The Throckmorton Plot of 1583 was named after Sir Francis Throckmorton. He was the cousin of Bess Throckmorton, a lady-in-waiting who married Sir Walter Raleigh, demonstrating that families can arrive at very different religious viewpoints. Francis’ father John Throckmorton was a prominent Catholic during the reign of Queen Mary. It should be noted though that John conformed outwardly to the change in faith after Mary’s death even though his sons were raised as Catholics. Bess Throckmorton’s father Nicholas was raised in the household of Catherine Parr and had leanings towards the reformation as a consequence. He was also part of Edward VI’s circle as well as a friend of Elizabeth from her childhood.
It was planned that the Spanish would back a French invasion led by the Duke of Guise. Having subdued the heretic protestants and killed Elizabeth the plan was to put Mary Queen of Scots on the throne. Guise was not popular in Protestant Europe. He played a leading role in the St Bartholomew’s Day Massacre of 1572 – which Sir Francis Walsingham (pictured at the start of the post) witnesses as he was in Paris at the time.
In 1579 Nicholas Throckmorton was suspended from the office of Chief Justice of Chester and fined. His beliefs had become a problem. He died the following year. But Francis now began to be involved in Catholic conspiracies against Elizabeth when he journeyed to France in 1580 with his brother Thomas and were recruited by the Catholic exiles Charles Paget and Thomas Morgan.
The latter was the Earl of Shrewsbury’s secretary and had made contact with Mary Queen of Scots who was in the earl’s custody. Morgan acted as the Scottish queen’s go between until 1572 when he was sent to the Tower for three years before going to France. He continued to correspond secretly with the queen. Throckmorton was not the only English Catholic that Morgan was involved with. He would be involved with the Babington plot in 1585.
When Francis returned to London from Paris he carried messages to Mary and to Bernadino Mendoza, Philip II’s ambassador in London. All the messages passed through the French embassy which was headed by Michelle de Castelnau.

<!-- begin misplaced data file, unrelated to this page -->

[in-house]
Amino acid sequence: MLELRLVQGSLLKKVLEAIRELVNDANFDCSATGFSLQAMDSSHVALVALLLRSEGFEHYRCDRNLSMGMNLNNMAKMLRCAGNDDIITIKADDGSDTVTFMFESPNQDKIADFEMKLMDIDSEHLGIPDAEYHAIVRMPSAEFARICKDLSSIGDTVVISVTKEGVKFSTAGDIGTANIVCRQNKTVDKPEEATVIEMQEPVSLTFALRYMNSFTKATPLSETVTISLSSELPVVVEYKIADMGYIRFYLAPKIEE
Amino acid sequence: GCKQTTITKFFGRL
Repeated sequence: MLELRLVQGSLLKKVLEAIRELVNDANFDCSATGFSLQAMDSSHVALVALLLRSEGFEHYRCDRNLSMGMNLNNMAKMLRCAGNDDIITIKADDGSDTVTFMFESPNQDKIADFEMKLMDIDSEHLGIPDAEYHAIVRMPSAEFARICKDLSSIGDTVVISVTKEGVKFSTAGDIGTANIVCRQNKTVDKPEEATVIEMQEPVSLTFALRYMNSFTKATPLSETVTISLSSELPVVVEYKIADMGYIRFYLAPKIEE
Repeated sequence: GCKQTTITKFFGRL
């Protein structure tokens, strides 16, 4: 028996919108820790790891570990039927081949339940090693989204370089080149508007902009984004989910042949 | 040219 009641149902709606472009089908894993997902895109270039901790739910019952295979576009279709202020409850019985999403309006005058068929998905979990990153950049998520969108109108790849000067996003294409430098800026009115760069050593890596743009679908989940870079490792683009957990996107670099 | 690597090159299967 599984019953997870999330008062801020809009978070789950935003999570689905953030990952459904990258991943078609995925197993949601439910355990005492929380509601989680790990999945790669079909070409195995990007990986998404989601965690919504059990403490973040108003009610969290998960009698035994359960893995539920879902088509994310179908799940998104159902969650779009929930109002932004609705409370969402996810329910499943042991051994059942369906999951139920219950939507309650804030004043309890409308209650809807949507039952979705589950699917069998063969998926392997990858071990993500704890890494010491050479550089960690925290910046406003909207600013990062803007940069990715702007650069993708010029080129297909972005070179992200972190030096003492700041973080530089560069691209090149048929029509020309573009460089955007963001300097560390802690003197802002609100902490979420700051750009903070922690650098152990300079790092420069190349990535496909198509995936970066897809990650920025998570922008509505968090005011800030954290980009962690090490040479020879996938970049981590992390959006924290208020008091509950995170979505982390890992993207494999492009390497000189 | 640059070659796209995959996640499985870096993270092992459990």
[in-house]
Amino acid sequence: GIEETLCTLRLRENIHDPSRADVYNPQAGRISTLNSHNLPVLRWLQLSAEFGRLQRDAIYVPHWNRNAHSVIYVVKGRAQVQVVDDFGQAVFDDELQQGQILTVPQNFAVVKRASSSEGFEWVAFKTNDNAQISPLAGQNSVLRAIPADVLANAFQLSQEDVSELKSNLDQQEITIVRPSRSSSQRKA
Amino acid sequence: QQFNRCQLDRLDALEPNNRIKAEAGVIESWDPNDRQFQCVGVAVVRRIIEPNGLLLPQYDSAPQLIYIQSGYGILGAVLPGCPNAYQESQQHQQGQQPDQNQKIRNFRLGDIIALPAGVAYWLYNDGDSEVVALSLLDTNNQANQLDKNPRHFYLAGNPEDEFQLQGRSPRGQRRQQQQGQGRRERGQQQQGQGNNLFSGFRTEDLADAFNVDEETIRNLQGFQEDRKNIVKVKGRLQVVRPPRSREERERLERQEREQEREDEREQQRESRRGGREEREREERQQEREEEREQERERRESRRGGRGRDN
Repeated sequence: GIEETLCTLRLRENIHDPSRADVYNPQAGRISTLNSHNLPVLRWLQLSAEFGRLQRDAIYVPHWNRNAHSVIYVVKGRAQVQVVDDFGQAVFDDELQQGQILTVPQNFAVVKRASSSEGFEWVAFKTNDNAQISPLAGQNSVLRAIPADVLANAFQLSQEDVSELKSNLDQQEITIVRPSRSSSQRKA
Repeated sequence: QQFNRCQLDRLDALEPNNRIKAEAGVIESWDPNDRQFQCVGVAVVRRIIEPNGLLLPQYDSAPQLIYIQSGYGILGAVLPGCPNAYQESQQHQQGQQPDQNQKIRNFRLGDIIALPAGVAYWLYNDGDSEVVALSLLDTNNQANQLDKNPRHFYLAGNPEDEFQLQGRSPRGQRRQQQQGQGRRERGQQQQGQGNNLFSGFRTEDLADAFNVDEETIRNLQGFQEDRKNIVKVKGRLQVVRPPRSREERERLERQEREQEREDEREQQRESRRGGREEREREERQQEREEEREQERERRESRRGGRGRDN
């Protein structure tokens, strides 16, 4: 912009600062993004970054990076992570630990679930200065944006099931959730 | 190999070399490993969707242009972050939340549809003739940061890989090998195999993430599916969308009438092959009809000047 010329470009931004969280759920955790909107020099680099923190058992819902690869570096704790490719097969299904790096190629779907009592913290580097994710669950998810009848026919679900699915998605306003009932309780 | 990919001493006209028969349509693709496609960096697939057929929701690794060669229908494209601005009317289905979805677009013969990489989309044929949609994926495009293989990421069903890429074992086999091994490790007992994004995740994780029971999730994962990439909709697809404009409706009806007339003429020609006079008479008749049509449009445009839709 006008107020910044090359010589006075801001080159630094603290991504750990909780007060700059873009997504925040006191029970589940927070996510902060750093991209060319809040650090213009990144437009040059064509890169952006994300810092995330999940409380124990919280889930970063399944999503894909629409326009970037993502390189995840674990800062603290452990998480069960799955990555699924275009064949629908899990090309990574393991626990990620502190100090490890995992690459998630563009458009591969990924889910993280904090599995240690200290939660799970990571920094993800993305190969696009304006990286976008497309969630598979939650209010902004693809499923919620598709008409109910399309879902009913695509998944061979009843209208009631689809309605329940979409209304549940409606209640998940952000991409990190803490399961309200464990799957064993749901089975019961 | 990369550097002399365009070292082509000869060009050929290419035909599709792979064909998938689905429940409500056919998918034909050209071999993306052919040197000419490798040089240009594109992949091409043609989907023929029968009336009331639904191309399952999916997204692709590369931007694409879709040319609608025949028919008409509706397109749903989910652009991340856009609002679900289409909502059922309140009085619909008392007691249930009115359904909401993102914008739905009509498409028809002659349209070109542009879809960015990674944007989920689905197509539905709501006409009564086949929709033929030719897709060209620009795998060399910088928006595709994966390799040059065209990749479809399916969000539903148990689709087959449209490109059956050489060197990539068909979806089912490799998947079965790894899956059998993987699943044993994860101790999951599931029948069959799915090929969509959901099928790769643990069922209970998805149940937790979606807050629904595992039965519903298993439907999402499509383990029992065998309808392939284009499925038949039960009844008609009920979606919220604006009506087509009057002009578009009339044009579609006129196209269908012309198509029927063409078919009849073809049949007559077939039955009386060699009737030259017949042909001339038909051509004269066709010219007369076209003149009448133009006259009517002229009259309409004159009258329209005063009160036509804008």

One of Walsingham’s spies in the French embassy alerted him to Throckmorton’s involvement. Francis was arrested in November 1583 along with a list of Mary’s Catholic supporters and a letter to Mary that he was in the process of encoding. Nor was he alone in the Tower. Another man, George More, was also arrested but he arrived at an agreement with Walsingham and was released. Throckmorton, who wasn’t really a key player, was racked until he provided names and admitted that Mary was involved.
Mendoza could not be arrested because he had diplomatic immunity but in January 1584 he was invited to leave England. There would be no more Spanish Ambassadors in England during Elizabeth’s reign. Throckmorton was put on trial in May and execution on 10 July 1584. He was the only one of the plotters to be executed. His brother Thomas who was also involved managed to escape.
In many respects the plot was as inept as the earlier plans to topple Elizabeth and restore Catholicism. However, the 1571 Treason Act made it illegal to deny that Elizabeth was queen of England and since the 1570s trained Jesuit priests had been arriving in England encouraging the Catholic population to hold firm to their beliefs. In 1581 it had become more difficult for Catholics not to attend church on a Sunday. If they persisted the recusants, as they were called, could be fined £20 per month and imprisoned.
Mary’s imprisonment became ever more restrictive. She was sent to Chartley in Staffordshire. Walsingham and William Cecil drew up the Bond of Association. All its signatories agreed that if anyone attempt to usurp the throne or to assassinate the queen that they should be executed as should anyone who benefitted from the queen’s death i.e. Mary Queen of Scots. Mary signed the bond even though it was effectively her own death warrant.
Francis Throckmorton’s execution on 10 July 1584 coincided with the murder of William of Orange, the leader of the Dutch Protestants. He was assassinated by a Catholic. In part the Bond of Association was a response to the murder of the Dutch leader.
Elizabeth had stated that she did not wish ‘to make windows into men’s souls’. Her way had been a middle way but the Catholic plots and threats to her life and realm which had gradually escalated meant that men like Walsingham were increasingly convinced that Mary had to die.